School of Health Sciences & Education

Social Work, Bachelor of Science

Introduction

Earn an Impactful Social Work Degree from Saint Francis University

Striving for social justice, fighting poverty, championing others on a journey toward healing, and living a life in service to a greater cause are worthy goals. The fully accredited Social Work program at Saint Francis University can provide the foundation that you need to transform passion into a meaningful career. 

 

Offered: On-Campus

Accredited by the Council of Social Work Education.  

More than 90% of our graduates meet advanced standing criteria for masters programs (allowing them to complete a MSW in a year or less).

 

Named a “Best Social Work Program in Pennsylvania” by SocialWorkDegree.org
 

 

The SFU Learning Experience

Social Work the Saint Francis Way

 We challenge students to engage and intervene with the larger community and political concerns that can cause or alleviate human suffering among individuals, communities, and global societies. Through a major in Social Work, you can discover a career with meaning, action, diversity satisfaction, and variety. 

Discover your Career Path in Social Work

 

The careers that our graduates follow are as varied as our graduates themselves. From day one, our Social Work program is dedicated to equipping you with diverse curricular and field experiences. Plus with an immersive 400-hour field experience during your senior year,  you can discover the right path for you.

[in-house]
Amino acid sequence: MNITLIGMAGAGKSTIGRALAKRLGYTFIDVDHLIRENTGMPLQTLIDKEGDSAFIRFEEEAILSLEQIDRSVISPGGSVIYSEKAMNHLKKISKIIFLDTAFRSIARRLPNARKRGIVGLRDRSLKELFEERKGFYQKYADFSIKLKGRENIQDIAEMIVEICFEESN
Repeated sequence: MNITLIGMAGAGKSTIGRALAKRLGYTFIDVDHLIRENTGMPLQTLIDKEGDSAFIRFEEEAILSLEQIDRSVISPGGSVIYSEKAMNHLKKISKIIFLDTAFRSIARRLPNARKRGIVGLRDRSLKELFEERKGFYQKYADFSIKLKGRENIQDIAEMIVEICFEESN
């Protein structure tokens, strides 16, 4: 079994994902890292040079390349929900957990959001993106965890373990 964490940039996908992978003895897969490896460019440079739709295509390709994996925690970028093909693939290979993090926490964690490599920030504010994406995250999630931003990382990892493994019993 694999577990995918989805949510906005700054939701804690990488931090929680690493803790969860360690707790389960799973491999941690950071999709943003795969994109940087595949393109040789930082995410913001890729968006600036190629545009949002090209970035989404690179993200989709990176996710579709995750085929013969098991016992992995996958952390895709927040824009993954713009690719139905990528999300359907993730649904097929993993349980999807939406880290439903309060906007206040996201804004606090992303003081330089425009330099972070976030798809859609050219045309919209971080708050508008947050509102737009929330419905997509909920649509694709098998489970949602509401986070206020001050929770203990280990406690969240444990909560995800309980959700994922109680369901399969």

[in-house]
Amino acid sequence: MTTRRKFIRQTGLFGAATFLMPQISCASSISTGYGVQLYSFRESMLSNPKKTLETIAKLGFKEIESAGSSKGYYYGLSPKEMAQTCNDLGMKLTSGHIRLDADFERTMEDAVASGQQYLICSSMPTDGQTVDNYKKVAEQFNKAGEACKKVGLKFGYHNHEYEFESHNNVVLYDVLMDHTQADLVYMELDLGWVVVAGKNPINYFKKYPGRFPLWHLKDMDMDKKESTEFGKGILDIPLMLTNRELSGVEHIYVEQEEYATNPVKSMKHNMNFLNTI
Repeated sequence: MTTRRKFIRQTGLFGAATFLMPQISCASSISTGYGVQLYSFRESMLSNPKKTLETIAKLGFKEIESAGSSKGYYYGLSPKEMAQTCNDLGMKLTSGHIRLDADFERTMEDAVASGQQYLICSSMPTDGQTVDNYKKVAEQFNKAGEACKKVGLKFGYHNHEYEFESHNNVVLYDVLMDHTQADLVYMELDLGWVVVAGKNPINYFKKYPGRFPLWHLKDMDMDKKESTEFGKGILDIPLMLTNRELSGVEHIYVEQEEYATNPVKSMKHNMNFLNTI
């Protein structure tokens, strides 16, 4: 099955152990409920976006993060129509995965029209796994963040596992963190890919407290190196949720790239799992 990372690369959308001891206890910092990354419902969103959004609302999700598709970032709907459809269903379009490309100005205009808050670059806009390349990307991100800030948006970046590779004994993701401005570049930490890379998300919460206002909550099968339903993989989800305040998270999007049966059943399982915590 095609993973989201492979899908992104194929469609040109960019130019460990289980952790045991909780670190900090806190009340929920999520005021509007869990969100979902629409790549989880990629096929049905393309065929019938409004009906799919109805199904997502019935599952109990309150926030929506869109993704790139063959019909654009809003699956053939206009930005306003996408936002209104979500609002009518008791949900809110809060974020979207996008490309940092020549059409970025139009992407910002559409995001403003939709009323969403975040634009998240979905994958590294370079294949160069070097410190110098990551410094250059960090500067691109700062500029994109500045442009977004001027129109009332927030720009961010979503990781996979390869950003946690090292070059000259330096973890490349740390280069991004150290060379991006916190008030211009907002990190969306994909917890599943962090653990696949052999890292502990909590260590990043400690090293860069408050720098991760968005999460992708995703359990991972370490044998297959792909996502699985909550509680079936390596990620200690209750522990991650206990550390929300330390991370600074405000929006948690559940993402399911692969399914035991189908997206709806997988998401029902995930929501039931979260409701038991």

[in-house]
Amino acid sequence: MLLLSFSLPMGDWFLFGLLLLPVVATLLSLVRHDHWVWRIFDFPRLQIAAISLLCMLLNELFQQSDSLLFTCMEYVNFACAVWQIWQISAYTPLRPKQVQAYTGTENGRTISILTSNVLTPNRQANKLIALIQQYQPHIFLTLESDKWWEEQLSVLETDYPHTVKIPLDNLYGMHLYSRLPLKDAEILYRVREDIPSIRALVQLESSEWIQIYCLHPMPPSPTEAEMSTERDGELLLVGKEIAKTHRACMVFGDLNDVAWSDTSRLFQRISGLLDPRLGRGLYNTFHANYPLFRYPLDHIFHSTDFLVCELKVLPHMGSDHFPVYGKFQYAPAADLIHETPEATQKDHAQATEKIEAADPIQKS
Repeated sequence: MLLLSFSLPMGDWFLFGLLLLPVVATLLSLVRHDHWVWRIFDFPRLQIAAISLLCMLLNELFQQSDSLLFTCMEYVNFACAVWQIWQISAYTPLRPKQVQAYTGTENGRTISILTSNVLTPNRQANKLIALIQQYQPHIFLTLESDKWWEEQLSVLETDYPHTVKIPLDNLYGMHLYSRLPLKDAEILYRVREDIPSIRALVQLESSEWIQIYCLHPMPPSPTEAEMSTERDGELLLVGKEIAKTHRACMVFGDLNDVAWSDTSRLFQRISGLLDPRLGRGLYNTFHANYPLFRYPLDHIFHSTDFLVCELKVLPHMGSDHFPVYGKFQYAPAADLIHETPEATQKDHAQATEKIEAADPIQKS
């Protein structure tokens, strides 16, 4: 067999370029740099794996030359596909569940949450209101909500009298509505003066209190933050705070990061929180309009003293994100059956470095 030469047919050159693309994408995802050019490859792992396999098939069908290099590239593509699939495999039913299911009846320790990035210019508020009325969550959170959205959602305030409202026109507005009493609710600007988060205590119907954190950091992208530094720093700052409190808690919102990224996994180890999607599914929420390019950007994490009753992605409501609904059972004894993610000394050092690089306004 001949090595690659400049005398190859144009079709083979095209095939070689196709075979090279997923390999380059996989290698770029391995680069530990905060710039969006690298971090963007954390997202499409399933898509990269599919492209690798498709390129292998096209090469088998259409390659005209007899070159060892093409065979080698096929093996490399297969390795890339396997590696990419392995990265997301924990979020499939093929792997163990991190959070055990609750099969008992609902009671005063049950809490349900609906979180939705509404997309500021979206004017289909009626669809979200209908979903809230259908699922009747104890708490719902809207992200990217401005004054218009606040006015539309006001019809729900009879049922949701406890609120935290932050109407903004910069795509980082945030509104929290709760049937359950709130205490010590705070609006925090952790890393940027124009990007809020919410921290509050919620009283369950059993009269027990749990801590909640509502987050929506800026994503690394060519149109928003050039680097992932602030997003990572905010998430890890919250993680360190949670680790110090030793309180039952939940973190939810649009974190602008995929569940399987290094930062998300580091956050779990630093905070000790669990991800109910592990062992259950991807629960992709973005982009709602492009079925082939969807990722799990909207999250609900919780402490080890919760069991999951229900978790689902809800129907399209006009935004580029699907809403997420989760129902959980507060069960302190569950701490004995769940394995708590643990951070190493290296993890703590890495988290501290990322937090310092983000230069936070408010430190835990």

Here are some of the experiences that our students have:

 

Research: Our students are routinely invited to attend national conferences, and often are able to present the research that they worked on with faculty.  Another opportunity is provided through our IM4Q Grant that supports research on individuals with intellectual and developmental disabilities. Students have an opportunity to be monitors in the program and earn money. 

 

Phi Alpha Honor Society: Phi Alpha is the honorary social work society at SFU.  Network with current students and alumni at multiple events throughout the year.  New members are inducted at our annual banquet.

 

Pennsylvania National Association of Social Workers: Saint Francis students are active in the Pennsylvania Chapter of the National Association of Social Workers which serves as the leading voice of the profession in the Commonwealth to enhance the value and respect of social workers, to influence public policy, and to promote social justice.

 

 

SFU social work students in action
 

Join the Club!

The social work club is one of the most active clubs on campus!  

Hosting Take Back the Night, an empowerment week for victims of domestic violence, and child abuse every spring,

and holiday programs to raise funds for local families and much more.

 

 

CURRICULUM & COURSES

What You’ll Learn in the Social Work Program

Students are encouraged to understand themselves as agents of positive change in the world, committed to justice, and equipped to defend the dignity and worth of all human beings.

 

You will: